We at Insider Monkey have gone over 821 13F filings that hedge funds and prominent investors are required to file by the SEC The 13F filings show the funds’ and investors’ portfolio positions as of March 31st, near the height of the coronavirus market crash. We are almost done with the second quarter. Investors decided to bet on the economic recovery and a stock market rebound. S&P 500 Index returned almost 20% this quarter. In this article we look at how hedge funds traded Citigroup Inc. (NYSE:C) and determine whether the smart money was really smart about this stock.
Citigroup Inc. (NYSE:C) has seen a decrease in enthusiasm from smart money recently. C was in 86 hedge funds’ portfolios at the end of the first quarter of 2020. There were 98 hedge funds in our database with C holdings at the end of the previous quarter. Our calculations also showed that C isn’t among the 30 most popular stocks among hedge funds (click for Q1 rankings and see the video for a quick look at the top 5 stocks).
Video: Watch our video about the top 5 most popular hedge fund stocks.
Hedge funds’ reputation as shrewd investors has been tarnished in the last decade as their hedged returns couldn’t keep up with the unhedged returns of the market indices. Our research was able to identify in advance a select group of hedge fund holdings that outperformed the S&P 500 ETFs by more than 58 percentage points since March 2017 (see the details here). We were also able to identify in advance a select group of hedge fund holdings that’ll significantly underperform the market. We have been tracking and sharing the list of these stocks since February 2017 and they lost 36% through May 18th. That’s why we believe hedge fund sentiment is an extremely useful indicator that investors should pay attention to.
At Insider Monkey we scour multiple sources to uncover the next great investment idea. There is a lot of volatility in the markets and this presents amazing investment opportunities from time to time. For example, this trader claims to deliver juiced up returns with one trade a week, so we are checking out his highest conviction idea. A second trader claims to score lucrative profits by utilizing a “weekend trading strategy”, so we look into his strategy’s picks. We read hedge fund investor letters and listen to stock pitches at hedge fund conferences. We recently recommended several stocks partly inspired by legendary Bill Miller’s investor letter. Our best call in 2020 was shorting the market when the S&P 500 was trading at 3150 in February after realizing the coronavirus pandemic’s significance before most investors. With all of this in mind we’re going to analyze the key hedge fund action encompassing Citigroup Inc. (NYSE:C).
Hedge fund activity in Citigroup Inc. (NYSE:C)
Heading into the second quarter of 2020, a total of 86 of the hedge funds tracked by Insider Monkey were bullish on this stock, a change of -12% from one quarter earlier. On the other hand, there were a total of 87 hedge funds with a bullish position in C a year ago. So, let’s see which hedge funds were among the top holders of the stock and which hedge funds were making big moves.
Among these funds, ValueAct Capital held the most valuable stake in Citigroup Inc. (NYSE:C), which was worth $1138.3 million at the end of the third quarter. On the second spot was Eagle Capital Management which amassed $1109.6 million worth of shares. Diamond Hill Capital, D E Shaw, and Greenhaven Associates were also very fond of the stock, becoming one of the largest hedge fund holders of the company. In terms of the portfolio weights assigned to each position ValueAct Capital allocated the biggest weight to Citigroup Inc. (NYSE:C), around 16.35% of its 13F portfolio. Greenhaven Associates is also relatively very bullish on the stock, earmarking 13.26 percent of its 13F equity portfolio to C.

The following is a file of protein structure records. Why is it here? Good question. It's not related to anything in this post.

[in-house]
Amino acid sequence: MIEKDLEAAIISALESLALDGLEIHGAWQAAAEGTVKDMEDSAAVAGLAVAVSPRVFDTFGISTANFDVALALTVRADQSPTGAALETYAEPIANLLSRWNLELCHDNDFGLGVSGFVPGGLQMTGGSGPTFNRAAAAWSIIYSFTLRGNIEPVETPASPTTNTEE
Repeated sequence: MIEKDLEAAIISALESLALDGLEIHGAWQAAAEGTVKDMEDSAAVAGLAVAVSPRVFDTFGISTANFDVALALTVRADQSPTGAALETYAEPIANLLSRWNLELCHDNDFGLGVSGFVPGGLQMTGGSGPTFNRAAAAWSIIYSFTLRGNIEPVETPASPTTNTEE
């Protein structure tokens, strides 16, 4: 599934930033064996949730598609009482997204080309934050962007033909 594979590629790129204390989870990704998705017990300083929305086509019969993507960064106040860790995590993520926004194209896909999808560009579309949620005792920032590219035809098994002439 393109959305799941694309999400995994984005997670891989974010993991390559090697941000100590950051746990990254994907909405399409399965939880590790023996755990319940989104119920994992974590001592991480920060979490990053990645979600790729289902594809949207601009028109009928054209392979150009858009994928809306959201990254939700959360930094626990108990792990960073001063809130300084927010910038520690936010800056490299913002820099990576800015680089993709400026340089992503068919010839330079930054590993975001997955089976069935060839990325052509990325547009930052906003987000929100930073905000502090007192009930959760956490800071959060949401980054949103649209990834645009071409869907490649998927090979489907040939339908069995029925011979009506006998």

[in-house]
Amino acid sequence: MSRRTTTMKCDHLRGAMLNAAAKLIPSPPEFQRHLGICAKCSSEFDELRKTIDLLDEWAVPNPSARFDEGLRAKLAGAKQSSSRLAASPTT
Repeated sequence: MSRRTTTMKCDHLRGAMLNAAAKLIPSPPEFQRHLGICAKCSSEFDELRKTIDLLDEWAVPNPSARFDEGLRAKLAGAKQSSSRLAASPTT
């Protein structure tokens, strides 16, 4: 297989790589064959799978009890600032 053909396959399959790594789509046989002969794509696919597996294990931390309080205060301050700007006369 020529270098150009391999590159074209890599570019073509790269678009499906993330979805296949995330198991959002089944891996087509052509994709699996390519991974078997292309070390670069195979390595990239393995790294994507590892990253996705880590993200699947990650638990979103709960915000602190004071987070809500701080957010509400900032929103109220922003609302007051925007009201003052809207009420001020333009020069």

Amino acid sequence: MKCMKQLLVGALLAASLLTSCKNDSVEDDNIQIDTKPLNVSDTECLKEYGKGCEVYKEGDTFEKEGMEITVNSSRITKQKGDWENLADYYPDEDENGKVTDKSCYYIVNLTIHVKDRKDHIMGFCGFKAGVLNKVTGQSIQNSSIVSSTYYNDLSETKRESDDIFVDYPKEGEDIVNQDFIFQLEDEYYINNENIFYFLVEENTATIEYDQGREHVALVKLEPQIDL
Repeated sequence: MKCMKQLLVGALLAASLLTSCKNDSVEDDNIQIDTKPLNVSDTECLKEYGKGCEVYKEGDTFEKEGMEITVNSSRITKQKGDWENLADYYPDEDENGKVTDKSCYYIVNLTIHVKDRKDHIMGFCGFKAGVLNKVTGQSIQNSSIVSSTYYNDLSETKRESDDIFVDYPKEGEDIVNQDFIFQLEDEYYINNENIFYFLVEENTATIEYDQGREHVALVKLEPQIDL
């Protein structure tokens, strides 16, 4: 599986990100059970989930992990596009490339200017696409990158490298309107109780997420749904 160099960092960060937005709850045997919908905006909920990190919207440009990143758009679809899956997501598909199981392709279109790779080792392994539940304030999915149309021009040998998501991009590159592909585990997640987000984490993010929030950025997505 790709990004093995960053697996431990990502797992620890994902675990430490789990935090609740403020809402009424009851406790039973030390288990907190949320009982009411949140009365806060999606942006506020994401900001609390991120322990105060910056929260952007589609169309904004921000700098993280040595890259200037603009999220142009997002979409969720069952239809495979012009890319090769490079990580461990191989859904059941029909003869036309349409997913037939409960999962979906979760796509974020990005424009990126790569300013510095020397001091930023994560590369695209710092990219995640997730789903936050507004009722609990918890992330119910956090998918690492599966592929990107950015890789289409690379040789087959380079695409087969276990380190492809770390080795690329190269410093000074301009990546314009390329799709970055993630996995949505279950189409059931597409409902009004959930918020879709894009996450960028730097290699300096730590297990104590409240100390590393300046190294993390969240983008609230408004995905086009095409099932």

Because Citigroup Inc. (NYSE:C) has experienced declining sentiment from the smart money, we can see that there is a sect of fund managers who were dropping their positions entirely heading into Q4. At the top of the heap, Rajiv Jain’s GQG Partners cut the biggest position of all the hedgies followed by Insider Monkey, valued at about $671.5 million in stock, and Robert Pitts’s Steadfast Capital Management was right behind this move, as the fund cut about $386.2 million worth. These moves are intriguing to say the least, as total hedge fund interest fell by 12 funds heading into Q4.
Let’s go over hedge fund activity in other stocks similar to Citigroup Inc. (NYSE:C). We will take a look at Royal Bank of Canada (NYSE:RY), Anheuser-Busch InBev SA/NV (NYSE:BUD), The Boeing Company (NYSE:BA), and BP plc (NYSE:BP). This group of stocks’ market valuations are similar to C’s market valuation.
|Ticker||No of HFs with positions||Total Value of HF Positions (x1000)||Change in HF Position|
View table here if you experience formatting issues.
As you can see these stocks had an average of 29.5 hedge funds with bullish positions and the average amount invested in these stocks was $693 million. That figure was $5494 million in C’s case. The Boeing Company (NYSE:BA) is the most popular stock in this table. On the other hand Royal Bank of Canada (NYSE:RY) is the least popular one with only 16 bullish hedge fund positions. Compared to these stocks Citigroup Inc. (NYSE:C) is more popular among hedge funds. Our calculations showed that top 10 most popular stocks among hedge funds returned 41.4% in 2019 and outperformed the S&P 500 ETF (SPY) by 10.1 percentage points. These stocks gained 13.3% in 2020 through June 25th but still managed to beat the market by 16.8 percentage points. Hedge funds were also right about betting on C, though not to the same extent, as the stock returned 26.4% in Q2 (through June 25th) and outperformed the market as well.
Disclosure: None. This article was originally published at Insider Monkey.